NASCAR’s Steve O’Donnell felt Sunday afternoon at Darlington Raceway went well as the sport returned to racing but with restrictions.
“Things actually went smoother than we could have expected getting all the teams in and inspection went well,” said O’Donnell, NASCAR executive vice president and chief racing development officer. “All in all, a really good day for the sport. Excited to be back.
“Hopefully, the fans enjoyed it on television. Surely, a little odd not having fans in the stands, but I know that the fans were with us in spirit for sure.”
Kevin Harvick dominated the Real Heroes 400 for his first win of the season and the 50th of his career. The race ran without fans in the grandstands, and teams were limited to the number of personnel allowed access to the facility. Harvick was the only one from Stewart-Haas Racing permitted in victory lane to pose with the trophy.
All those entering Darlington had to go through a medical screening process. Social distancing protocols were also in place throughout the facility, and masks were required.
O’Donnell said there would be a Monday meeting for NASCAR to digest the weekend as it goes forward with two more races at the facility. The Xfinity Series will be in action Tuesday night, followed by a second Cup Series race Wednesday night. Between now and then, safety practices remain in place, and teams have been encouraged to keep their road crew and shop crew separate, and drivers will continue to isolate themselves.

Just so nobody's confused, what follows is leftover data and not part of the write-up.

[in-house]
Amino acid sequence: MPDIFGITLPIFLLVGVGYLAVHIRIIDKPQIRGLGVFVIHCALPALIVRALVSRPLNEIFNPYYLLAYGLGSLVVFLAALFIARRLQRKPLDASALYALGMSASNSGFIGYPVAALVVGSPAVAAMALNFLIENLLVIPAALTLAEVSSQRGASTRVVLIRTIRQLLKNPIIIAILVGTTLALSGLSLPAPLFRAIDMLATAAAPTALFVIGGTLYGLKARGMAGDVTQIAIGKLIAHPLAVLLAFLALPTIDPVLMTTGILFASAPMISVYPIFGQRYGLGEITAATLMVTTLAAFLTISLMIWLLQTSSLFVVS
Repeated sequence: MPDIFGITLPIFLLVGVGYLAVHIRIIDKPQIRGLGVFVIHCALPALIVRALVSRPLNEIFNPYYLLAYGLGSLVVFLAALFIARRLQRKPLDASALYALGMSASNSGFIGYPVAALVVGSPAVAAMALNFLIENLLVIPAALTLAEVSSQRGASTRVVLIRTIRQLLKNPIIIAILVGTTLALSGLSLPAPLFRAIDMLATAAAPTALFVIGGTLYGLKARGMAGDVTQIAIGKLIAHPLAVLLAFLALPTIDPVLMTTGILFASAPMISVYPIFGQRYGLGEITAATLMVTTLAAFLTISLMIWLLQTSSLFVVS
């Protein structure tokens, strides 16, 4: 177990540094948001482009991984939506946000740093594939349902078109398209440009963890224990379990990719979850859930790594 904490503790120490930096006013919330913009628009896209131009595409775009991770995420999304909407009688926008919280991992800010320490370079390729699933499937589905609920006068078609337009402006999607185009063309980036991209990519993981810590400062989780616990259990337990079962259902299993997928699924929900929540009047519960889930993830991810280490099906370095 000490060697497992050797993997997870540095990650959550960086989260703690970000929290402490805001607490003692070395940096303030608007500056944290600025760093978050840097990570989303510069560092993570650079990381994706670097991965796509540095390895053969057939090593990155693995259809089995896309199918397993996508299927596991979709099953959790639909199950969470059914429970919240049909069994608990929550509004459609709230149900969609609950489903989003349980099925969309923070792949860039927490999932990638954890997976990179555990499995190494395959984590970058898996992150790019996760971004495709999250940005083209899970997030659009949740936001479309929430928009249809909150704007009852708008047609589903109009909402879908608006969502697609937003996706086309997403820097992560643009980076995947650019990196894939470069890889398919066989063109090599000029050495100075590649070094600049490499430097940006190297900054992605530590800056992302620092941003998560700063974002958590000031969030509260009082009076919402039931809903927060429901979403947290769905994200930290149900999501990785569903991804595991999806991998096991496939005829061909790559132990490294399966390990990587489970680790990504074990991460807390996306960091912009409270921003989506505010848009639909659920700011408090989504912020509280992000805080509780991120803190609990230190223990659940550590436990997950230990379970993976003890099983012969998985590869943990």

“From everyone we talked to in the garage area, the entry process went incredibly well,” said O’Donnell. “Everyone was here on time, the cars were out and through inspection – the 18 [Kyle Busch] had an issue – but in terms of everyone getting through inspection, the flow working well, the plan working well, I think everyone found their groove. (We) didn’t have to tell anyone or remind anyone to wear a mask.
“I think the industry really came together and did a tremendous job to enable us to get to the race. I think it just felt a little odd with the garage area because it was so scaled down in terms of personnel, but all in all, I thought it went really, really well.”
Time will tell if anyone at the track becomes sick. For Sunday, O’Donnell said their medical personnel cleared everyone who worked at Darlington and was 100 percent confident they were in a good place to go racing.
NASCAR Chairman and CEO Jim France was at Darlington, but did not go in the infield. Instead, France shared a message over the loudspeaker to start the day, “to thank the entire industry for all the work for getting us where we were,” said O’Donnell.
“I applaud him for doing that; I think it was a big hit in the industry.”